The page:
We tested the MQ9199XL, which comes with a food processor attachment, a handful of different slicing and shredding blades, dough blades, and pretty much everything else you’d expect in one of the best food processor. This aside, it’s also got a blender attachment, whisk, potato masher, and a mini chopper. Keen home chefs who will make the most of all these functions can’t go wrong with this immersion blender, but for those who just want to make tasty soup it may be overkill. 

Braun MultiQuick 9 Hand Blender MQ9199XL: specs

Colors: Black / silverFunctions: Hand blender, food processor, mini chopper, whisk and moreWeight: 1lb 11oz Speed settings: VariableDimensions: 2.68 x 2.68 x 16.14 inches

Getting set up

Unsurprisingly, the Braun MultiQuick 9 Hand Blender MQ9199XL came in a large box, and required quite a lot of effort to get set up. It comes with dozens of parts, some of which we would struggle to store safely due to how sharp they are. We would have appreciated a storage bag to keep everything safe and prevent any attachments from getting lost.  The MQ9199XL is the most equipped of the MultiQuick line, but there is also the Braun MQ9037X (opens in new tab) which costs not a lot less but only includes the mini chopper, whisk, blender, and mashing attachment. If you already have a food processor you’re happy with, we’d go for this one.  We tested the Braun MultiQuick 9 Hand Blender MQ9199XL alongside a range of immersion blenders from Cuisinart, KitchenAid, and Smeg. You can see a selection of them below, laid out with all of their component parts for context. Two of the immersion blenders we tried were cordless, and the rest were corded.  The Braun is a corded model, which we’ve found leads to a more powerful performance. The cord is nice and long, but the unit weighed the most of the immersion blenders we tested. 1lb 11oz without the blending attachment, and 2lbs 2oz with it attached. We didn’t struggle to hold it at this weight, but if you struggle with mobility or you would just prefer something lighter, it might not be the immersion blender for you. 

Making soup

We made a very large batch of pea soup and distributed this evenly amongst the blenders, using the blending cup that came included with each. It might be the case that you plan on blending straight into your pots, but these blending cups are useful nonetheless for emulsifying or making smoothies, so we wanted to try them out. The Braun cup was one of the flimsier ones we tested, a surprising contrast to its sturdy handle and attachments.  For this test we blended continuously for 45 seconds on the highest setting. The controls on the Braun MultiQuick 9 Hand Blender MQ9199XL are continuous, with a trigger that blends faster the harder you press down on the variable paddle.  There is also a safety feature, which requires you to first press down on the top section of the handle before pressing the trigger. Handy for the clumsy, or those with kids.  The blender has what is called an ACTIVE Blade, meaning you can move the blade up and down while blending to reach deeper into a pan and increase circulation.  We really enjoyed the soup that we made in the Braun MultiQuick 9 Hand Blender MQ9199XL. The onions, mint, pea skins, nothing phased it. Our soup was immensely smooth, and the easy winner of our test on consistency alone.  However, we did find that this immersion blender was by far the noisiest of those we tested, reaching 89dB.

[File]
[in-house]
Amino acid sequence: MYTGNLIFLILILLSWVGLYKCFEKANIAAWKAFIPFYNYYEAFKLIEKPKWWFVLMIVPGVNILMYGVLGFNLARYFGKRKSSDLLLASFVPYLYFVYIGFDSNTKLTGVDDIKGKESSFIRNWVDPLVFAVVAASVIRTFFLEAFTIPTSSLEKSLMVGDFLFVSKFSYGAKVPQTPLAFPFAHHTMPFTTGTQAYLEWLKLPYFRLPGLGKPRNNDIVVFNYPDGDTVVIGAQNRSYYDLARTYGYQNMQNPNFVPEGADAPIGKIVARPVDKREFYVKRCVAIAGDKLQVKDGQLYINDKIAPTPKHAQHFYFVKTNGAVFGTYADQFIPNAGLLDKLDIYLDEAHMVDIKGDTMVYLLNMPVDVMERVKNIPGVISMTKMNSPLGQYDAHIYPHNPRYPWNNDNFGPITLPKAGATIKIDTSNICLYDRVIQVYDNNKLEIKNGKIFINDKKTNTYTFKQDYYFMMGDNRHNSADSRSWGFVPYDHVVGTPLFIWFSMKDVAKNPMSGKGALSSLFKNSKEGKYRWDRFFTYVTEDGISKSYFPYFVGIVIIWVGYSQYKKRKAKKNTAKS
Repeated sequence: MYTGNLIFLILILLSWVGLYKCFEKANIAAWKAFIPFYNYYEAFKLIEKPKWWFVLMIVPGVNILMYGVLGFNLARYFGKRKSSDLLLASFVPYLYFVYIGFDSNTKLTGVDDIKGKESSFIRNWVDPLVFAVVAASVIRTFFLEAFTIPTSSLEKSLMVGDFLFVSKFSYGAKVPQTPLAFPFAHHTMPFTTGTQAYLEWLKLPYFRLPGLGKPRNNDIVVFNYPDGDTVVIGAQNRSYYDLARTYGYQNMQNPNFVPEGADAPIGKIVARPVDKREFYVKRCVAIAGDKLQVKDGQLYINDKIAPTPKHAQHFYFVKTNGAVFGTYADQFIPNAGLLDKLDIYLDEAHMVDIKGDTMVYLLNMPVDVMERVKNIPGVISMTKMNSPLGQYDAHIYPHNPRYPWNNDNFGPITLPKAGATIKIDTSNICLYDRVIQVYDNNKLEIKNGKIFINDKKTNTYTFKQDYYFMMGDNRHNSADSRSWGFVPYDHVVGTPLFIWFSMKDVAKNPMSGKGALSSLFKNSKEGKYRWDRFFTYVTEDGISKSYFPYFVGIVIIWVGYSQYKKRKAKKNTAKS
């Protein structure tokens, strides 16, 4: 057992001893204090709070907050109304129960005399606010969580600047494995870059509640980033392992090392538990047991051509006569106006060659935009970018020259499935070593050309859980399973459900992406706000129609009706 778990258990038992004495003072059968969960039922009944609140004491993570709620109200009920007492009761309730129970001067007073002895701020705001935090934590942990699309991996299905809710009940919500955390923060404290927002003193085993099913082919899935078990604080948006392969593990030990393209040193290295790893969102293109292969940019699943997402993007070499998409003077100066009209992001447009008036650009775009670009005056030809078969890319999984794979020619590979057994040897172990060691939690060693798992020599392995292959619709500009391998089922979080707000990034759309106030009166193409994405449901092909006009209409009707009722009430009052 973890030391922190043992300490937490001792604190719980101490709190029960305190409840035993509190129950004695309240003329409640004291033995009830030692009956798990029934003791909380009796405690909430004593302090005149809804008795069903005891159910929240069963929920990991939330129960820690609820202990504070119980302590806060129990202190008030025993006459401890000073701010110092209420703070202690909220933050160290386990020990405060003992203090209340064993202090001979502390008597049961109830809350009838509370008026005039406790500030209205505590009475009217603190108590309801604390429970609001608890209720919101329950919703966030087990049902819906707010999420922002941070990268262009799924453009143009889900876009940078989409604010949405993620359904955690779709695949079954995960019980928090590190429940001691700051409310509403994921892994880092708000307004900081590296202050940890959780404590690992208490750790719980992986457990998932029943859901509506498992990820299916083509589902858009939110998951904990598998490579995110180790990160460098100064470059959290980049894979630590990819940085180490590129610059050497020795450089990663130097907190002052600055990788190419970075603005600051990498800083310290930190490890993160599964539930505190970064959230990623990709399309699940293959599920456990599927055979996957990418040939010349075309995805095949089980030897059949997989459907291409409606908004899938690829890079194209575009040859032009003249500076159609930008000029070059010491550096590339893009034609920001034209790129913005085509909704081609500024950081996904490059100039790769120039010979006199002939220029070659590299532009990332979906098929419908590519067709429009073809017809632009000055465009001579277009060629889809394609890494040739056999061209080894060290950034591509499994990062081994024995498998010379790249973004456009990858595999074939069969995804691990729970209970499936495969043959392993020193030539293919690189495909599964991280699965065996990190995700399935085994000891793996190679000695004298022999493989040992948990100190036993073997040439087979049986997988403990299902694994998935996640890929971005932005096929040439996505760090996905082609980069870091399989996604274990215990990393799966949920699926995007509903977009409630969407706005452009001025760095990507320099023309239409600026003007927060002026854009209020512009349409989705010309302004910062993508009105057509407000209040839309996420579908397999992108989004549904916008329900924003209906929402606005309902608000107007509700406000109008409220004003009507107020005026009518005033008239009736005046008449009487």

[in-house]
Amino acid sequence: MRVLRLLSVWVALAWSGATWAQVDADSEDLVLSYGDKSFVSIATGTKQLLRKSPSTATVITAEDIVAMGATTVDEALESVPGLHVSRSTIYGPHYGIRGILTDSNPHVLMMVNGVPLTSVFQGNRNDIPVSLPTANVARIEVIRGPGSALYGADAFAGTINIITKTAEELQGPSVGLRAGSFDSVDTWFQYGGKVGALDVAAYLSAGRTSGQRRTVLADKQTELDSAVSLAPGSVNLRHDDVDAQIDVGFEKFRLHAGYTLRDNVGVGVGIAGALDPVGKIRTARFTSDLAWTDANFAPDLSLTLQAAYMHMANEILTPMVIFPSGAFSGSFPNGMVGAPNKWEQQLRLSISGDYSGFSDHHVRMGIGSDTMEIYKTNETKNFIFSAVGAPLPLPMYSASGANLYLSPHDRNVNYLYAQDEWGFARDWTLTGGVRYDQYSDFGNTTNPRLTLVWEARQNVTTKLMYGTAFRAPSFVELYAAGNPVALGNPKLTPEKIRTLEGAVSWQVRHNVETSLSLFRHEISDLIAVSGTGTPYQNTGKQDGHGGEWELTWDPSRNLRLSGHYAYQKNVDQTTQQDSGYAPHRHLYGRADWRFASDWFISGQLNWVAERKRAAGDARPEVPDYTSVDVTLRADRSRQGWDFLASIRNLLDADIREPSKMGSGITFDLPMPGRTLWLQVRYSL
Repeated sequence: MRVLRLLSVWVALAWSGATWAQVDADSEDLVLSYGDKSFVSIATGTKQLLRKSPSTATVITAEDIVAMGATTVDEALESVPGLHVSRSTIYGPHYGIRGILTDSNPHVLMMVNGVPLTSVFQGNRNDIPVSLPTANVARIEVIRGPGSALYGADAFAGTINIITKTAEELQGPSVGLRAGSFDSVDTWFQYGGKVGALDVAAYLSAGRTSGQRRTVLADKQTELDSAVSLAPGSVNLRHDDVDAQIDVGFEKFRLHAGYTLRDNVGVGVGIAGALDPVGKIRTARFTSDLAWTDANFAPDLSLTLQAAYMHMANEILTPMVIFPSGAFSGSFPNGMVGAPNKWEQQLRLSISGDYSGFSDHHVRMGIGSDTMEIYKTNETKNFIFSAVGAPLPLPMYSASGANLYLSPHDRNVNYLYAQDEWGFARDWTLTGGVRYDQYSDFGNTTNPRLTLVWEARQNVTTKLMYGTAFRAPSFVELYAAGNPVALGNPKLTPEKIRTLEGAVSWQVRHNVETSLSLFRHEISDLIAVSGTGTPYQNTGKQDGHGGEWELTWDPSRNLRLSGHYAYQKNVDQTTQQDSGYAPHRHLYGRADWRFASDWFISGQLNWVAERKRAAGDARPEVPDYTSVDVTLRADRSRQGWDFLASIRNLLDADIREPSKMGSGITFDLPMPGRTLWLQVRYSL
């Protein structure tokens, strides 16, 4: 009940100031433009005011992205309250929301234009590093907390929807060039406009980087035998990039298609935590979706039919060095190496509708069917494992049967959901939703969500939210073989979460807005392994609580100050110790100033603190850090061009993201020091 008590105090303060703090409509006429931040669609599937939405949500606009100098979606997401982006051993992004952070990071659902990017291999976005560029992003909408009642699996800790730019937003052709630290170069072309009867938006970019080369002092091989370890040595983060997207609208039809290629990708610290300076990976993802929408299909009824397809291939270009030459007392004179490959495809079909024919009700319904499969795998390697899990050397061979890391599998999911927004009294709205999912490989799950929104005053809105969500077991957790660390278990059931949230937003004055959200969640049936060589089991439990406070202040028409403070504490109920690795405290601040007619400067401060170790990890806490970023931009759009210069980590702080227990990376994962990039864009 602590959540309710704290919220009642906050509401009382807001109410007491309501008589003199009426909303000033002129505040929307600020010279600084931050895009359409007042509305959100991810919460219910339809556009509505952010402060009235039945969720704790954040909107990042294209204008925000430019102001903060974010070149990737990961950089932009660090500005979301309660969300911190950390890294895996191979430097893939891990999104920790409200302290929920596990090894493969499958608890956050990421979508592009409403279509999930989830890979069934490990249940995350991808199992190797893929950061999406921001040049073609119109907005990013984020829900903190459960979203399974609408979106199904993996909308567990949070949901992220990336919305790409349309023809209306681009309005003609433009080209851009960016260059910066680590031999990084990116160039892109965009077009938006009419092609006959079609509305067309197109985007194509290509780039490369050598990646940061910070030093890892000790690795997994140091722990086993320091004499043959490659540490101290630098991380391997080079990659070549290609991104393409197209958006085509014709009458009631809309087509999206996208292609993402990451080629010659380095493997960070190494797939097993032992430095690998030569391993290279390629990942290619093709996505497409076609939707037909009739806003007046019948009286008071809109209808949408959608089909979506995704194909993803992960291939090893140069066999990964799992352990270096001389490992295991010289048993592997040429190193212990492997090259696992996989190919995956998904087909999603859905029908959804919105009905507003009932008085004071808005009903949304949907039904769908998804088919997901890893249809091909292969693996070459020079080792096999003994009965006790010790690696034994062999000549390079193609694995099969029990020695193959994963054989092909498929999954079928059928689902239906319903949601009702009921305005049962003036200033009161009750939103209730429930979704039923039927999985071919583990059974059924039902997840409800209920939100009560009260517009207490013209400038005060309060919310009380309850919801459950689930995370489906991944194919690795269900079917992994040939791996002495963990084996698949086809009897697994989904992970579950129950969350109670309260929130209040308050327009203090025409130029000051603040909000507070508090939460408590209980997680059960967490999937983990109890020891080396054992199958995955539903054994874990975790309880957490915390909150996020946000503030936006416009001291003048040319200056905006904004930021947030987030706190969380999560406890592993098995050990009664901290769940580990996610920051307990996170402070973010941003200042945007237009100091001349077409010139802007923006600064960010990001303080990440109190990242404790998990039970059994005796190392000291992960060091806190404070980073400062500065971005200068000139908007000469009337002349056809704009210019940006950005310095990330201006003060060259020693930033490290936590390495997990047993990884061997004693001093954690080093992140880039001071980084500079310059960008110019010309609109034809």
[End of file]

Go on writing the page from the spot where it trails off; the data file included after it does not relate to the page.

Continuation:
Using the whisk

Again, we found a discrepancy with the whisk compared to the rest of the attachments with the Braun MultiQuick 9 Hand Blender MQ9199XL. It’s quite flimsy and feels cheap, despite how high-quality everything else felt with this immersion blender.  We whisked three egg whites until they reached stiff peaks that stayed upright when we removed the whisk, and the MultiQuick actually look the longest to do this of the blenders we tried.  The whisk felt small compared to the handle and we could feel it wobbling as we held it for the 2 minutes and 21 seconds it took to reach our stiff peaks. We did find that the bubbles were very evenly distributed, but it was unfortunate that we had to hold the container when whisking.  This is because the container had no grips at the base, something we had with the mixer from KitchenAid, which meant it spun around if not held. If we were making meringues we’d have struggled to whisk continuously while also incorporating sugar.